Question: I heard media reports that the Alberta Teachers’ Association did not report sexual assaults on students to police? What is going on?
Answer: Recently a class action lawsuit was brought against the Calgary Board of Education alleging that the board failed to take action against Michael Gregory, a teacher with the district from 1986 to 2006, who died by suicide after being charged with sexual offences against former students. In the course of reporting and subsequent commentary by the minister of education, the impression was left that the Association was aware of these allegations and failed to act on them.
Nothing could be further from the truth.
To begin with, while allegations of unprofessional conduct regarding Gregory were brought to the Association’s attention 15 years ago, those allegations did not include the sexual offences with which he was more recently charged. The allegations made in 2006 were serious, were substantiated through our investigation and led to the teacher being charged and ultimately found guilty. However, the complaint at that time did not include the misconduct that is the basis of the more recent criminal allegations.
As well, the notes of the investigating officer indicate that the RCMP was aware of concerns relating to Gregory at the time the complaint of unprofessional conduct was made to the Association. Apparently, these were not sufficient to warrant a police investigation, at least in 2006.
Once the Association completed its process, finding Gregory guilty of unprofessional conduct and suspending his membership in the Association, a full report was sent to the minister of education for action because it is the province that has exclusive control over matters of certification. Copies of the Association Professional Conduct Committee, redacted only to protect witnesses, are matters of the public record and have been shared with media as well. The minister’s deliberations and decisions concerning Gregory’s certification status are not similarly in the public domain.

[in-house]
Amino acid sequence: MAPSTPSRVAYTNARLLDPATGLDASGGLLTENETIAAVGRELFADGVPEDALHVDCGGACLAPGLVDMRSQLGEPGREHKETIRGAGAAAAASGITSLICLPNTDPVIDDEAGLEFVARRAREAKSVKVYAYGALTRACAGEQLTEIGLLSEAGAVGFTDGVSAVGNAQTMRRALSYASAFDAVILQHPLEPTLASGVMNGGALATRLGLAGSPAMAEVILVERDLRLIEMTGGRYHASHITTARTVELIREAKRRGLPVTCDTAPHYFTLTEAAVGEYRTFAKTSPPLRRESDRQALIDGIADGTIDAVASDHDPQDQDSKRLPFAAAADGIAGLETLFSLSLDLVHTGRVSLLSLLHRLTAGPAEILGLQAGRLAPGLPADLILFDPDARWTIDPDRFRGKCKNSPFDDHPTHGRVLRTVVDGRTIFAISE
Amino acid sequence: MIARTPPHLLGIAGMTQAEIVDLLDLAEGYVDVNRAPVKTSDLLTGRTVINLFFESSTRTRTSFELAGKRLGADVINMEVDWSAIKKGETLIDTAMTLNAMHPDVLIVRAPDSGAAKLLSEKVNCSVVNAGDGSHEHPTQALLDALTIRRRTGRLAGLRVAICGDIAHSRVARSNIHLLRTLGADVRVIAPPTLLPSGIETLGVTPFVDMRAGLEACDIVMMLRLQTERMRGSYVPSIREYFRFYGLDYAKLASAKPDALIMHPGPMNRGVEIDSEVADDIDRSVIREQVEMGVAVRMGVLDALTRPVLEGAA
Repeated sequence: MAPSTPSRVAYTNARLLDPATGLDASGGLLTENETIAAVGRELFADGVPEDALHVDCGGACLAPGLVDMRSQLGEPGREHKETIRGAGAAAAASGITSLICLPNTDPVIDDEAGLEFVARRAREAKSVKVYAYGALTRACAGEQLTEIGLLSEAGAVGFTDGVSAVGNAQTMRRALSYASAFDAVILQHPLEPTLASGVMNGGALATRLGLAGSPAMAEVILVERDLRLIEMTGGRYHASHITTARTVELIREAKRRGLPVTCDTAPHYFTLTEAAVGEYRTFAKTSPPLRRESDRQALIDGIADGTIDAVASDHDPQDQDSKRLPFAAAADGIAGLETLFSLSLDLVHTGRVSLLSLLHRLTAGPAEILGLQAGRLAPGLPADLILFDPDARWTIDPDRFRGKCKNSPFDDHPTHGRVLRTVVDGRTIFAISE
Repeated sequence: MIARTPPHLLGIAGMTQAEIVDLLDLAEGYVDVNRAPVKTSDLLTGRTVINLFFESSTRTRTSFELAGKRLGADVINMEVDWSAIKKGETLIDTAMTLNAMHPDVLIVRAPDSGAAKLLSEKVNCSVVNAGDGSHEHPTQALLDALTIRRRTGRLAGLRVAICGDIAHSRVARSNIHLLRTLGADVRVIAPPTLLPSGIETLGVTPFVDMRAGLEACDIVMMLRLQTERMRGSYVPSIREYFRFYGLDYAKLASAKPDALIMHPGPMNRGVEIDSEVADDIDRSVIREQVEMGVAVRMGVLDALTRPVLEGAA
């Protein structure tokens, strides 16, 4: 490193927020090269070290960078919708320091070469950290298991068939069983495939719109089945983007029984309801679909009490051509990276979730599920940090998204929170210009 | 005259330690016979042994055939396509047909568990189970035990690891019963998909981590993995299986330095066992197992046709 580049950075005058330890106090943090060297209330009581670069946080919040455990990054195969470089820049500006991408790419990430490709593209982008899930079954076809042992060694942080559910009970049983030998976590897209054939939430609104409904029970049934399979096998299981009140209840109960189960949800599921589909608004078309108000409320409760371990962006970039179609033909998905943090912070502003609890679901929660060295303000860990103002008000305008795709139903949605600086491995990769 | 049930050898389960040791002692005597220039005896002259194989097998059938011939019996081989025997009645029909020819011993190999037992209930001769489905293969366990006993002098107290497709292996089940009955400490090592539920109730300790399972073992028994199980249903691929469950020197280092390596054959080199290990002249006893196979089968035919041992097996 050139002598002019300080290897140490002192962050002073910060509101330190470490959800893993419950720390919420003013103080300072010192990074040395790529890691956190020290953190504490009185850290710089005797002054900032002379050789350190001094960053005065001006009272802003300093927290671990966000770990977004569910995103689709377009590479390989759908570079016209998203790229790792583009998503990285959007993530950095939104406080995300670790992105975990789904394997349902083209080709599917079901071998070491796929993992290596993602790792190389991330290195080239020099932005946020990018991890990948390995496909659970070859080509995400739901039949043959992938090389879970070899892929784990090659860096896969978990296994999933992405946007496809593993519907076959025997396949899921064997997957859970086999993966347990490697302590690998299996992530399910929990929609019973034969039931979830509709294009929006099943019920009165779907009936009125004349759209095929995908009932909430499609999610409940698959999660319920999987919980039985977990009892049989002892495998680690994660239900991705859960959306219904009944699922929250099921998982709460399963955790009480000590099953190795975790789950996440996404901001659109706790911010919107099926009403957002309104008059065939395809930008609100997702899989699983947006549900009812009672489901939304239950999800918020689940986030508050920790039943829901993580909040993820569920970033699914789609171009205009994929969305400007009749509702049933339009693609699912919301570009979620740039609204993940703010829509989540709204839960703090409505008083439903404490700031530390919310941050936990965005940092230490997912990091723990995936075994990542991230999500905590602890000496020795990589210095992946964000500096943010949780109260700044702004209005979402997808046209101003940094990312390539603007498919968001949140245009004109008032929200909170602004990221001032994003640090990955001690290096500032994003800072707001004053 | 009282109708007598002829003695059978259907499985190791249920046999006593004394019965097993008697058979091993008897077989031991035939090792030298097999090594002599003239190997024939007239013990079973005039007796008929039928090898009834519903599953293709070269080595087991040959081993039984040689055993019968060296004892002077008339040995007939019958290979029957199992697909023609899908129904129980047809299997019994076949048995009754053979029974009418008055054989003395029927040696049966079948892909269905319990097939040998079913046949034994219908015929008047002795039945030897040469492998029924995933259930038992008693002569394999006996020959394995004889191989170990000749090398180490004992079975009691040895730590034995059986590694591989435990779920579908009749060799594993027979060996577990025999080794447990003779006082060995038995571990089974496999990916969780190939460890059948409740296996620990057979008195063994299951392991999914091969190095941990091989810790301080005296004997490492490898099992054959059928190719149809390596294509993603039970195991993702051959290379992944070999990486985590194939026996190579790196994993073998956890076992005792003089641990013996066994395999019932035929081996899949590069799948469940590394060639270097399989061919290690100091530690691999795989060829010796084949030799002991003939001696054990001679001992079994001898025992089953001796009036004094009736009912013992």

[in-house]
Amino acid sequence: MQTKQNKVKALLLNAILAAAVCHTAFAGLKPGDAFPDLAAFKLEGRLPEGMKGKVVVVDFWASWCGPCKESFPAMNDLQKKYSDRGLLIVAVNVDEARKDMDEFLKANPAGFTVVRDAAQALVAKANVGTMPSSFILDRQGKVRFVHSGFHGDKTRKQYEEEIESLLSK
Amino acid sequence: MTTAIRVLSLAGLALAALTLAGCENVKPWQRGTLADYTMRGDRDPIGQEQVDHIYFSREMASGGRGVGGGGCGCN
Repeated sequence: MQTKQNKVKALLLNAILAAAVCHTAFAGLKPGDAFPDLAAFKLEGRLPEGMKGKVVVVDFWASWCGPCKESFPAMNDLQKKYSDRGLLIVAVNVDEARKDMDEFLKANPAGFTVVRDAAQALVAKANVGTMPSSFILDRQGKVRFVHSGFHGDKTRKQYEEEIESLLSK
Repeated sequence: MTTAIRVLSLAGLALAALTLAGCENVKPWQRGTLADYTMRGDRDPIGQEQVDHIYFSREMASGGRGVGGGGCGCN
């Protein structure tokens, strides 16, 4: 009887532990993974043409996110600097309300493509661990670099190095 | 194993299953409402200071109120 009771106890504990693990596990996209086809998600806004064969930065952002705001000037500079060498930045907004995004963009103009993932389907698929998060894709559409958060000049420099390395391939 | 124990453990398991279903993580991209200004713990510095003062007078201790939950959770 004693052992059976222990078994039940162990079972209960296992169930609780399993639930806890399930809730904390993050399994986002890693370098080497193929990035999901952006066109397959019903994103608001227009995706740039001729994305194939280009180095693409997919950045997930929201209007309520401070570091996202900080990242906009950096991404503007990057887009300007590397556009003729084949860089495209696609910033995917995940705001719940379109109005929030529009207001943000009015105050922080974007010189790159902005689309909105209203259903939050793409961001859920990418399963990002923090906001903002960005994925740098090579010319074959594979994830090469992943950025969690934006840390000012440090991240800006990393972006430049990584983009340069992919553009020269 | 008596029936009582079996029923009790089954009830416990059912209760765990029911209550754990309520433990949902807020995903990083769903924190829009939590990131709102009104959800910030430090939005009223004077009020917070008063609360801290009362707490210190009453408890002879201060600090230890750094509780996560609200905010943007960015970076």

In the final analysis, the Association did its job to the full extent that it was able. Suspending Gregory’s membership in the Association removed him from the classroom. Without Association membership, he was ineligible to teach in a public, separate or francophone school. Whether the employer or the minister did their jobs is beyond my knowledge.
There are three important points to end on. The first is that, as the situation currently stands, policing teacher conduct is a shared responsibility. Quite apart from the role of the Association in enforcing the Code of Professional Conduct, school boards as employers have obligations relating to the supervision of their employees; the education minister has responsibilities relating to certification; and the police, crown and judiciary have duties relating to the investigation, prosecution and adjudgment of those who may have engaged in criminal conduct. All parties need to do their work. We did.
Secondly, while there is currently no specific legislated requirement that the Association advise police of potential illegal conduct, our processes are typically engaged and concluded only after the employer board and/or the police have already been involved and completed their work. We routinely ask complainants what other steps they may have taken to engage other processes and, when appropriate, have advised them to contact the authorities. I have done so myself, but I also note that ours is a complaint-driven process and it is difficult to act without the complainant’s cooperation. Furthermore, we have no capacity or authority to direct law enforcement.
Finally, we are constantly re-evaluating our professional conduct processes and recognize that as society evolves, expectations and norms change. Recently, Provincial Executive Council authorized a review of the Code of Professional Conduct, noting in particular that the Code does not adequately reflect current standards for dealing with allegations of workplace harassment. Any proposed changes arising from this review will ultimately be brought to the Annual Representative Assembly for approval as bylaw amendments and then must be signed off by the provincial government, specifically the Lieutenant Governor in Council, before coming into effect.❚
Questions for consideration in this column are welcome. Please address them to Dennis Theobald at email@example.com.